How Did They Do That?

Being a STEM can literally suck the fun out of a great activity. Take a recent Christmas light show that ties the bright blinking lights to music piped in through a special FM radio frequency. This show is huge. Cars park in a field in front of a large house flanked by two seventy-foot tall ‘trees’ and surrounded by smaller trees and geometric shapes that gives the appearance of these inanimate objects leaping and dancing to the various carols.

Most people would marvel at the show, entertained by the music and the coordinated light display. STEMs? We wonder, “How did they do that?” Painstakingly trying to figure out how many separate light strings one structure contained. The tall trees have one hundred ninety two strands each. And then we imagine the computers behind the scenes and the logic that goes into the performance to each song in the repertoire.

I recall the days when I could go to a movie and be entertained. Yes, things were different when I was in eighth grade. That was the school year my aptitude test first showed my STEM leanings. Yes, I was embarrassed at the thought. The other girls tested to more traditional careers. Not me.  After that awakening, I found myself constantly wondering and questioning the technical aspects of a lot of things.

I recall watching the movie, “Jaws”, and figured out long before the climactic end that the only way they were going to get rid of the shark was to blow up the fire extinguisher, a compressed gas, while wedged in the shark’s mouth. It was too predictable for me.

I learned Hollywood wasn’t so concerned about technical accuracy as they were about entertainment value. There were other movies that had effects that just weren’t going to happen that way in real life. I think a little respect for the laws of physics, as a starter wouldn’t be too much to ask.

A trip to the Hoover Dam was mostly disappointing for me. In the post-9/11 world, what I would consider the really good part of the dam was closed to the public. Far under the earth, the workings of the dam, the gigantic pumps, were hidden from view. The consolation prize? Looking at the tops of the turbines while they spun; not even half way down into the cavern under the dam. Whoopee.  My cousin who accompanied me on the trip couldn’t understand my frustration. She thoroughly enjoyed the visit. She’s not a STEM.

Back in Las Vegas, we took in one of the Cirque du Soleil productions. Boring, with a capital “B”. Except this show had the most marvelous stage: it tilted ninety degrees into the air, it twisted, it turned. The actors had to stay on their toes on this stage. I was intrigued. How did this thing really work? I found myself wanting to see behind the stage. The show we had paid a lot of money for just wasn’t worth it. Now, throw in a backstage tour after the performance and you are talking a priceless evening.

Maybe one day I will fall back and just enjoy the various options for entertainment, but right now, the curiosity just gets this one every time. Perhaps that is why romantic comedies are my favorite movie. Rarely technical, mostly fluff, funny, ahh, I’m relaxing already.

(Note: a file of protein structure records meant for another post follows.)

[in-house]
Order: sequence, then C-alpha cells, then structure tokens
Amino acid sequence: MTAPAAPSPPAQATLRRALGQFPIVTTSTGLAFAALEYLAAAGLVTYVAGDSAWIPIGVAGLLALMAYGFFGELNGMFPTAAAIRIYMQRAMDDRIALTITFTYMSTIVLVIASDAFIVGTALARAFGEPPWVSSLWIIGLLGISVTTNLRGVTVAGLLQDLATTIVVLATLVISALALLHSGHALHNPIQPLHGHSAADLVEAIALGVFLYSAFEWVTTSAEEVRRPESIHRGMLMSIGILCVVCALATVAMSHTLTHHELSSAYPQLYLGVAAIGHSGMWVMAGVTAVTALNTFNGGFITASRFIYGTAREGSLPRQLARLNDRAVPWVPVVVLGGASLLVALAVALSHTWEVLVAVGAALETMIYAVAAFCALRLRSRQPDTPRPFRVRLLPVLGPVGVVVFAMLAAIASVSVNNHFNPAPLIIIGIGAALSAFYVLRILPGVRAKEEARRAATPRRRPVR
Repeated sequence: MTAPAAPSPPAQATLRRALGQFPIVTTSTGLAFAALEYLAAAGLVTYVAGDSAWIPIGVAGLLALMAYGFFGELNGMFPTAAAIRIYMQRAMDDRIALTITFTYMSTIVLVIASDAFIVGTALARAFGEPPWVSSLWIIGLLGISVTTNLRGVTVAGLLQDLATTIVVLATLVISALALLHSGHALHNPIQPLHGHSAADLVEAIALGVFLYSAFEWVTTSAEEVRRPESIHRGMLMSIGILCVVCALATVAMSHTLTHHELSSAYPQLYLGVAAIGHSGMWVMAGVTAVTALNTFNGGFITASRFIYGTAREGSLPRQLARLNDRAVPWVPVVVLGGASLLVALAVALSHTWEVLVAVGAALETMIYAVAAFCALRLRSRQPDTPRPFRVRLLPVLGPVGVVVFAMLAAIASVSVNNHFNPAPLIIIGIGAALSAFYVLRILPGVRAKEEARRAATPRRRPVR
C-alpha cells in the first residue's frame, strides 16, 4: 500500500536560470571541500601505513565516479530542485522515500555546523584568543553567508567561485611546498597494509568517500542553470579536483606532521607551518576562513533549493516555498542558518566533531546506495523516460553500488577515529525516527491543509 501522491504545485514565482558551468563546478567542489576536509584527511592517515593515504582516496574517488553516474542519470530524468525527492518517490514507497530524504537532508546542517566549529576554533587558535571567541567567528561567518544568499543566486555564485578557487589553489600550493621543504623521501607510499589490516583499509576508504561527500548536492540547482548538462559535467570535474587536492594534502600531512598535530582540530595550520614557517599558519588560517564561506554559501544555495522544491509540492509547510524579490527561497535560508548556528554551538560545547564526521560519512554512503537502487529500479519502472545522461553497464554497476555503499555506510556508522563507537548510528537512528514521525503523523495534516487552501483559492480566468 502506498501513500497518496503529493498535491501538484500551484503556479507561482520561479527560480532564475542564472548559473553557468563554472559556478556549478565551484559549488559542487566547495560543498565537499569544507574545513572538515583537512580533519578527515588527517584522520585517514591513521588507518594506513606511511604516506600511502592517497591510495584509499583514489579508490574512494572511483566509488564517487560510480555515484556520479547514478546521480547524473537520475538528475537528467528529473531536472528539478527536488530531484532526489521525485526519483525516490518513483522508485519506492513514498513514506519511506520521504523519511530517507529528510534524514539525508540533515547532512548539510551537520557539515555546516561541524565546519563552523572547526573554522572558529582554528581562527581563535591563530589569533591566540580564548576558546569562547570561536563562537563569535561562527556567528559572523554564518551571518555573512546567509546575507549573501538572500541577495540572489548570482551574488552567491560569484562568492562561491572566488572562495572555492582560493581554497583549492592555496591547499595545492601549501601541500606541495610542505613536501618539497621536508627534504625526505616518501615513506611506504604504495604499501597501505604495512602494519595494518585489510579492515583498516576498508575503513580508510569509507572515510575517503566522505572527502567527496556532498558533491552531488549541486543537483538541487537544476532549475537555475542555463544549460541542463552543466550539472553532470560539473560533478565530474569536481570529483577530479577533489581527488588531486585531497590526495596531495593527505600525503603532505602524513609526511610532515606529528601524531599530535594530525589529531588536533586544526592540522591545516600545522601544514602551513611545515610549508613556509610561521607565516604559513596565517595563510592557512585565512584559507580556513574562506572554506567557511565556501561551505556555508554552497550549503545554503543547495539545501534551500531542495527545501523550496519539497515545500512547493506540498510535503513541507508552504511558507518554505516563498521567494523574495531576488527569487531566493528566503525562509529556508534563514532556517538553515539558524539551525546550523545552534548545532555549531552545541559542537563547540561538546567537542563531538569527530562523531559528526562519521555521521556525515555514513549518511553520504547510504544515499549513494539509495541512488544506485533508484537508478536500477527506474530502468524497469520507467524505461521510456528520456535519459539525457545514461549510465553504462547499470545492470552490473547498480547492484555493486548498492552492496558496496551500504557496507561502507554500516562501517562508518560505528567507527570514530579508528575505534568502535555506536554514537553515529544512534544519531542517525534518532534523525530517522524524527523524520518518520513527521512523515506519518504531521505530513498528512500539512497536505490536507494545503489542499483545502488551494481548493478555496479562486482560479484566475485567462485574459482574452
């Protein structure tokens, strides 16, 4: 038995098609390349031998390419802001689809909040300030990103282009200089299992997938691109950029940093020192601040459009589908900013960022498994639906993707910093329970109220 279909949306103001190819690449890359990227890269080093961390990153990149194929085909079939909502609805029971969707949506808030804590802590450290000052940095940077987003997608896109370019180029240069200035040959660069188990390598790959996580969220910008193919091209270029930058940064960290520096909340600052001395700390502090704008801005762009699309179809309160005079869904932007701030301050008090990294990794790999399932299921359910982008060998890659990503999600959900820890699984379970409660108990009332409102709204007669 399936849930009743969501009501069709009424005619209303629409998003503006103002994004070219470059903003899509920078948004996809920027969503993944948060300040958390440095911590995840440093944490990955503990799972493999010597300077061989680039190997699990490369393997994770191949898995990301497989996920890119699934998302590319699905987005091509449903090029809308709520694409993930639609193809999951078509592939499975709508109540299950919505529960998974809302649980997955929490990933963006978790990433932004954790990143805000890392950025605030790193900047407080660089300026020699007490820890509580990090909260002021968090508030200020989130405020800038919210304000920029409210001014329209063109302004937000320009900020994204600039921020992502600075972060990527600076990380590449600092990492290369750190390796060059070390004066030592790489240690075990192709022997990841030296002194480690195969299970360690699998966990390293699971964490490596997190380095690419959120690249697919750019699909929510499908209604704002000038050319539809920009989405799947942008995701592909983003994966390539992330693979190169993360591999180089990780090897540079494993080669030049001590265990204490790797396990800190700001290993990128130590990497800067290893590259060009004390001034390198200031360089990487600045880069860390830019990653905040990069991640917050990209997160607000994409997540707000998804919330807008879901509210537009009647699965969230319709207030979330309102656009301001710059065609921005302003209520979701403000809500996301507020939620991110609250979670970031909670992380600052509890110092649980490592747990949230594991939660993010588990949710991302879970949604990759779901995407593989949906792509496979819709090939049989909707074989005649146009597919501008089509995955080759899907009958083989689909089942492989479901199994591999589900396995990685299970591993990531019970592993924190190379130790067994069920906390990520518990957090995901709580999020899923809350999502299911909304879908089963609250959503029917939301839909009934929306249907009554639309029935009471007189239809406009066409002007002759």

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About stemzandroses

I'm an engineer and writer with a built-in need to share my nearly 40 years of experience working in a male-dominated field with the rest of the world.
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7 Responses to How Did They Do That?

  1. CE Jones says:

    Great Article. Along with your curiosity is your talent to create a story.

  2. At this, I find myself wondering what you might have thought of “Junkyard Wars” (“Scrapheap Challenge” in the UK), and, prior to the recent mishap at the Alameda County bomb range, “MythBusters”. Those programs tried to at once entertain and show ALMOST enough madcap engineering to warrant the “E/I” mark.

  3. Joan Johnson says:

    I wish you’d been with Connor and me at the Christmas lights display. Because he asked all the questions and I didn’t have any of the answers. Maybe I’ve got a little budding engineer on my hands. After a few songs, he finally threw his hands up in the air and said “Okay – they get an A!”

  4. Katherine says:

    My eldest son and I both are NDT inspectors. We stood, with the rest of the family in the lobby of a theater waiting to see Les Miserables and entertained ourselves by critiquing the welding on a piece of sculpture–using all the technical terms, of course! Then the middle child pointed out that the sculpture was made of PVC and we had been bringing the accumulated weight of our training to an analysis of caulk….we’re still blushing.

  5. JL says:

    Ah, there’s great truth in your words Connie. Isn’t it funny how we STEMs feel the urge to analyze everything even when we’re not trying to? Around campus, I’ve laughed at the design of simple loading carts. “Ha! I know why that broke. I can’t believe someone would put so little support there.” Even in the dorm hall restrooms, I have this odd habit of doing mental FEA– as I pull the paper towels from the dispenser. Seeing specifically what force will make it tear correctly the first time. ..well I suppose it’s better if I stop there. Hey and..keep it up.

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